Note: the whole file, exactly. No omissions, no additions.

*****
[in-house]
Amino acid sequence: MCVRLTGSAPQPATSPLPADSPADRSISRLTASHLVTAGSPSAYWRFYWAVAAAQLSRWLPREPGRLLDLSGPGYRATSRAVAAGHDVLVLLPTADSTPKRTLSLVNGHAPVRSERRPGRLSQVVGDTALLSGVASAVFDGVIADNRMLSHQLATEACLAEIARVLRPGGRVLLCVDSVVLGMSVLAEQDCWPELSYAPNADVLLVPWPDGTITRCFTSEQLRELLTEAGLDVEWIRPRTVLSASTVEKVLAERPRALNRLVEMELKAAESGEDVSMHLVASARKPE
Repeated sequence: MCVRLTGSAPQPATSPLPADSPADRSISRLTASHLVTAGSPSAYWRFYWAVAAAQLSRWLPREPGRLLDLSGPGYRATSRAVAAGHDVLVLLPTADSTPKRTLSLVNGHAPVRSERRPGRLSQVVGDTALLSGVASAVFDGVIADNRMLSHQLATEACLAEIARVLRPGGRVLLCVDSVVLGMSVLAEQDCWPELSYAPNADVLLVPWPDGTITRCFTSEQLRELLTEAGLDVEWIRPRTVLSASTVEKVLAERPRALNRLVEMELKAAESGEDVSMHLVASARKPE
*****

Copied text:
[in-house]
Amino acid sequence: MCVRLTGSAPQPATSPLPADSPADRSISRLTASHLVTAGSPSAYWRFYWAVAAAQLSRWLPREPGRLLDLSGPGYRATSRAVAAGHDVLVLLPTADSTPKRTLSLVNGHAPVRSERRPGRLSQVVGDTALLSGVASAVFDGVIADNRMLSHQLATEACLAEIARVLRPGGRVLLCVDSVVLGMSVLAEQDCWPELSYAPNADVLLVPWPDGTITRCFTSEQLRELLTEAGLDVEWIRPRTVLSASTVEKVLAERPRALNRLVEMELKAAESGEDVSMHLVASARKPE
Repeated sequence: MCVRLTGSAPQPATSPLPADSPADRSISRLTASHLVTAGSPSAYWRFYWAVAAAQLSRWLPREPGRLLDLSGPGYRATSRAVAAGHDVLVLLPTADSTPKRTLSLVNGHAPVRSERRPGRLSQVVGDTALLSGVASAVFDGVIADNRMLSHQLATEACLAEIARVLRPGGRVLLCVDSVVLGMSVLAEQDCWPELSYAPNADVLLVPWPDGTITRCFTSEQLRELLTEAGLDVEWIRPRTVLSASTVEKVLAERPRALNRLVEMELKAAESGEDVSMHLVASARKPE